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And Still I Rise: A Bk of Poems

And Still I Rise: A Bk of Poems

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Maya Angelou's unforgettable collection of poetry lends its name to the documentary film about her life, And Still I Rise, as seen on PBS's American Masters.


Pretty women wonder where my secret lies.
I'm not cute or built to suit a fashion model's size
But when I start to tell them,
They think I'm telling lies.
I say,
It's in the reach of my arms,
The span of my hips,
The stride of my step,
The curl of my lips.
I'm a woman
Phenomenal woman,
That's me.


Thus begins "Phenomenal Woman," just one of the beloved poems collected here in Maya Angelou's third book of verse. These poems are powerful, distinctive, and fresh--and, as always, full of the lifting rhythms of love and remembering. And Still I Riseis written from the heart, a celebration of life as only Maya Angelou has discovered it.


"It is true poetry she is writing," M.F.K. Fisher has observed, "not just rhythm, the beat, rhymes. I find it very moving and at times beautiful. It has an innate purity about it, unquenchable dignity. . . . It is astounding, flabbergasting, to recognize it, in all the words I read every day and night . . . it gives me heart, to hear so clearly the caged bird singing and to understand her notes."

Suffrage Songs & Verses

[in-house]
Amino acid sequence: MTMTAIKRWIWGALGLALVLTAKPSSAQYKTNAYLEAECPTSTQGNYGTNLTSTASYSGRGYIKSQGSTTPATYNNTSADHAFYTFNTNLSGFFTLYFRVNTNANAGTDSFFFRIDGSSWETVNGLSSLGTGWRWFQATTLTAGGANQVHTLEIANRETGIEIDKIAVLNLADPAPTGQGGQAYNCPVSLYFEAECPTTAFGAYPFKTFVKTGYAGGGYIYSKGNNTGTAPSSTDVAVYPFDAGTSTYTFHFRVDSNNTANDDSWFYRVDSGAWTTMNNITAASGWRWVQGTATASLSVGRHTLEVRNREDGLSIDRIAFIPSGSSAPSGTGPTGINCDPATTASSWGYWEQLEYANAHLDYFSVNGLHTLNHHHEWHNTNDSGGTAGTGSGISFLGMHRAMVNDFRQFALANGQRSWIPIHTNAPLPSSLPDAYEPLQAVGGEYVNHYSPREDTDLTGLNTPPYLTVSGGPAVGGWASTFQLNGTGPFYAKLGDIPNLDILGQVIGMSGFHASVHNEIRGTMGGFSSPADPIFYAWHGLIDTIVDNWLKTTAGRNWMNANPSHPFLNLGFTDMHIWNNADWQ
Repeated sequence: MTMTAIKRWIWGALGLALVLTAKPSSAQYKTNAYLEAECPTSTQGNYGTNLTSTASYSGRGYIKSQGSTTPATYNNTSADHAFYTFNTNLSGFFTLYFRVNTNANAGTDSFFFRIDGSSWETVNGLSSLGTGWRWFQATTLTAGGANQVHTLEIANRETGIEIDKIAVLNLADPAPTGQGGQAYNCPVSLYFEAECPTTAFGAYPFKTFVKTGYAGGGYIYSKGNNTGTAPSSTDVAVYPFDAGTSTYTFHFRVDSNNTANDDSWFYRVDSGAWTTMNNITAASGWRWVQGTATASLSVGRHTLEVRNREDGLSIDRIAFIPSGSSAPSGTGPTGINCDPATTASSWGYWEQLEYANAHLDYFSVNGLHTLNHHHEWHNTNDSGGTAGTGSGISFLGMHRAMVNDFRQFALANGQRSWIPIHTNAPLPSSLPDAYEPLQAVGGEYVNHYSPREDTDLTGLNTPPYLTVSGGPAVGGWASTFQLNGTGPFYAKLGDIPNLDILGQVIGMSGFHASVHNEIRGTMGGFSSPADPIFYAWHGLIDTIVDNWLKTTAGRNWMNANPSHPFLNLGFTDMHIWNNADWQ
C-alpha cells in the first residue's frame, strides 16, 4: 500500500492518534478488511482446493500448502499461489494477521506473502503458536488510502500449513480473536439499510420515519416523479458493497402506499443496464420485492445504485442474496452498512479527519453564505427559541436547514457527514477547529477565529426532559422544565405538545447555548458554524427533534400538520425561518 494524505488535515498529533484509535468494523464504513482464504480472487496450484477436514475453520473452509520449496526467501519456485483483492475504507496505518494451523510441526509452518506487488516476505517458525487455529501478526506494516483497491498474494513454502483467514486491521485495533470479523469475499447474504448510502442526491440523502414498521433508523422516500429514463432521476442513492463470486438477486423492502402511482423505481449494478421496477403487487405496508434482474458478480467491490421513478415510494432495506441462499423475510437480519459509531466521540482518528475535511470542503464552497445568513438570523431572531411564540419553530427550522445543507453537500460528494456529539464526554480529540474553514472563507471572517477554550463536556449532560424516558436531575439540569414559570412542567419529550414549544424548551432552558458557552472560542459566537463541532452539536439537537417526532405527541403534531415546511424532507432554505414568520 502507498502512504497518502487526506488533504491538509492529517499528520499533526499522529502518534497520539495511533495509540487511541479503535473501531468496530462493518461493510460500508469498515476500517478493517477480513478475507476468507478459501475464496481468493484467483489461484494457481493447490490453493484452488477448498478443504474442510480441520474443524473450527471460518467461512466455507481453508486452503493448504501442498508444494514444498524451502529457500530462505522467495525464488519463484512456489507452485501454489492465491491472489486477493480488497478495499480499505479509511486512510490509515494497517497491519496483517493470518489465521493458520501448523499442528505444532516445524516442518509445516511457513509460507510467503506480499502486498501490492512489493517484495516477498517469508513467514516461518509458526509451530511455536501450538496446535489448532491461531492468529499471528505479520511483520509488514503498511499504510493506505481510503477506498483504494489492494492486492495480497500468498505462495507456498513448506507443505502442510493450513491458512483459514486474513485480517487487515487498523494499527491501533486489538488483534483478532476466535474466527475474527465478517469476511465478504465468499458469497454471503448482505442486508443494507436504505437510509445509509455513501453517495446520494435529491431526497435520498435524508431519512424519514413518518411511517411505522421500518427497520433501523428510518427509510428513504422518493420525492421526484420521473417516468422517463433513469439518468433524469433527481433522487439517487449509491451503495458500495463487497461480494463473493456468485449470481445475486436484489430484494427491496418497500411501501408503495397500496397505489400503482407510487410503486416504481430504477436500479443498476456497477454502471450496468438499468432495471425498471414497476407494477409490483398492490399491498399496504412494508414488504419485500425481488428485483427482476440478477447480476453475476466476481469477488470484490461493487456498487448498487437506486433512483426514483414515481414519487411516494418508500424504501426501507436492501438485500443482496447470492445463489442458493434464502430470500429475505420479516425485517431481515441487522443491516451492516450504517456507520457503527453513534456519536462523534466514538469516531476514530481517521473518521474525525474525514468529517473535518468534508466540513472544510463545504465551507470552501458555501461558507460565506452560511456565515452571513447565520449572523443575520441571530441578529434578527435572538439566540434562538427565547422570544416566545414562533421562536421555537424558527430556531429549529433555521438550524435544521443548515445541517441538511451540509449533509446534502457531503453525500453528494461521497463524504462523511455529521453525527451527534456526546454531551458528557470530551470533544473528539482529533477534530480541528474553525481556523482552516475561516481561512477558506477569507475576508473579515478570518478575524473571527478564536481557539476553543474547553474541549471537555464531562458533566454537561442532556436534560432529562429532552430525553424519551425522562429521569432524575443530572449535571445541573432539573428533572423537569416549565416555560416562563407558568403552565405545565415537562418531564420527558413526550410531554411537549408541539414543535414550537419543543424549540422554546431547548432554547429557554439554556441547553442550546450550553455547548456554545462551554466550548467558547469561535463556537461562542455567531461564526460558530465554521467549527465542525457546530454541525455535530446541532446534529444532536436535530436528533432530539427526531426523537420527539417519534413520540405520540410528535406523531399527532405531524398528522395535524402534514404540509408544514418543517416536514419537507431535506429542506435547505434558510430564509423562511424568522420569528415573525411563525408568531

Suffrage Songs & Verses

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Suffrage Songs and Verses (1911) is a collection of political poems by American author and feminist Charlotte Perkins Gilman. Inspired by her work as a social reformer and advocate for women's suffrage, Gilman turned to poetry as a means of supporting the cause of suffragists everywhere. Although she is widely recognized for her novels, short stories, and nonfiction, Gilman's poetry showcases her command of language and fiery passion for the political and social advancement of women.

"She Walketh Veiled and Sleeping" opens the collection with an image of latent power, a woman "[s]low advancing, halting, the hour" of her liberation. In "Locked Inside," Gilman echoes the trope of poetry as a voice imprisoned-explored by such poets as Ovid, Coleridge, and Dickinson-to envision a woman who "beats upon her bolted door, / With faint weak hands," barred from the life of the world she not only desires, but desperately needs. In "Boys Will Be Boys"-a poem with a message for our contemporary awakening to the violence perpetrated by men against women-Gilman argues that women must turn to "love and truth" rather than "warfare" in order to have their way. Other poems in Suffrage Songs and Verses explore the nature of motherhood, the institution of marriage, and the need to elevate individual identity beyond the confines of gender. Gilman's work as a poet proves a substantial contribution to both the suffragist cause and the vibrant tradition of political poetry in twentieth century literature.

With a beautifully designed cover and professionally typeset manuscript, this edition of Charlotte Perkins Gilman's Suffrage Songs and Verses is a classic of American literature and poetry reimagined for modern readers.